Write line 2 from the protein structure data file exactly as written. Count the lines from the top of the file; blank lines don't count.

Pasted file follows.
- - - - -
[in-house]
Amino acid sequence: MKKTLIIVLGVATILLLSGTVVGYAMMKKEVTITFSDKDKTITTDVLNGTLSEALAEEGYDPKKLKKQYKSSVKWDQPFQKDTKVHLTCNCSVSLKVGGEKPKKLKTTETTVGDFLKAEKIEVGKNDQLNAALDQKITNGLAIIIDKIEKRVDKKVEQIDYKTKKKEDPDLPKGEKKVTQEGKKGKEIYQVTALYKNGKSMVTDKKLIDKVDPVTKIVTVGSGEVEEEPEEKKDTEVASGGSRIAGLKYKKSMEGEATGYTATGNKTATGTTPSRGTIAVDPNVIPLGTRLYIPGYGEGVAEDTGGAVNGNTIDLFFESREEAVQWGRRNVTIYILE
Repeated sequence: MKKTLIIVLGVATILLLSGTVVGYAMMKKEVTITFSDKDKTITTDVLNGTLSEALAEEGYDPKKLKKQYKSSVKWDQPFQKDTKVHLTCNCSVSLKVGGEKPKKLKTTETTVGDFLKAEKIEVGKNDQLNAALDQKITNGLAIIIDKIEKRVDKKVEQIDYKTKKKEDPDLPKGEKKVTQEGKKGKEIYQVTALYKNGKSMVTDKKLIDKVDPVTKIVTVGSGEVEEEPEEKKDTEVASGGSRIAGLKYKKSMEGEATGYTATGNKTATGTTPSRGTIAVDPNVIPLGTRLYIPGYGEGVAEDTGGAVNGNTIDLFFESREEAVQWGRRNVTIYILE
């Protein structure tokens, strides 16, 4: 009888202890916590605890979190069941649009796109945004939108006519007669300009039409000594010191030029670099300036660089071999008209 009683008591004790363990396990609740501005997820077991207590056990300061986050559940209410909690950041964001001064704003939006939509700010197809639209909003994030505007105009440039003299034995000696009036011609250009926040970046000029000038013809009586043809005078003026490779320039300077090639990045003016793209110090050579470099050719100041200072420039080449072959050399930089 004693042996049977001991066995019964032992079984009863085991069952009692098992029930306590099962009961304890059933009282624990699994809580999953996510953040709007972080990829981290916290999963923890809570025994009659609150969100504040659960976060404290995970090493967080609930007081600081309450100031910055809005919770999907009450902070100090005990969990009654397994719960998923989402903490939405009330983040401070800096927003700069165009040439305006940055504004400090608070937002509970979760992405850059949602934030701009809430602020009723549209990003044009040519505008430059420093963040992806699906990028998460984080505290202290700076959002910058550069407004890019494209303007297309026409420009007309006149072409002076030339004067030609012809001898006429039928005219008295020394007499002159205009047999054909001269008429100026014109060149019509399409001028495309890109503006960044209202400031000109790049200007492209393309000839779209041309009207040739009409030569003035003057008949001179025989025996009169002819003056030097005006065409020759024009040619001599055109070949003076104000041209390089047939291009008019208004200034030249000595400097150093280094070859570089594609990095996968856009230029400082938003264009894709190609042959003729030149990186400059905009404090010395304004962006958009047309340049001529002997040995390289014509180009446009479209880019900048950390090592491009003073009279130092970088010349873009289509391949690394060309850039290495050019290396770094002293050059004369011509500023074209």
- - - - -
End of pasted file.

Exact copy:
Amino acid sequence: MKKTLIIVLGVATILLLSGTVVGYAMMKKEVTITFSDKDKTITTDVLNGTLSEALAEEGYDPKKLKKQYKSSVKWDQPFQKDTKVHLTCNCSVSLKVGGEKPKKLKTTETTVGDFLKAEKIEVGKNDQLNAALDQKITNGLAIIIDKIEKRVDKKVEQIDYKTKKKEDPDLPKGEKKVTQEGKKGKEIYQVTALYKNGKSMVTDKKLIDKVDPVTKIVTVGSGEVEEEPEEKKDTEVASGGSRIAGLKYKKSMEGEATGYTATGNKTATGTTPSRGTIAVDPNVIPLGTRLYIPGYGEGVAEDTGGAVNGNTIDLFFESREEAVQWGRRNVTIYILE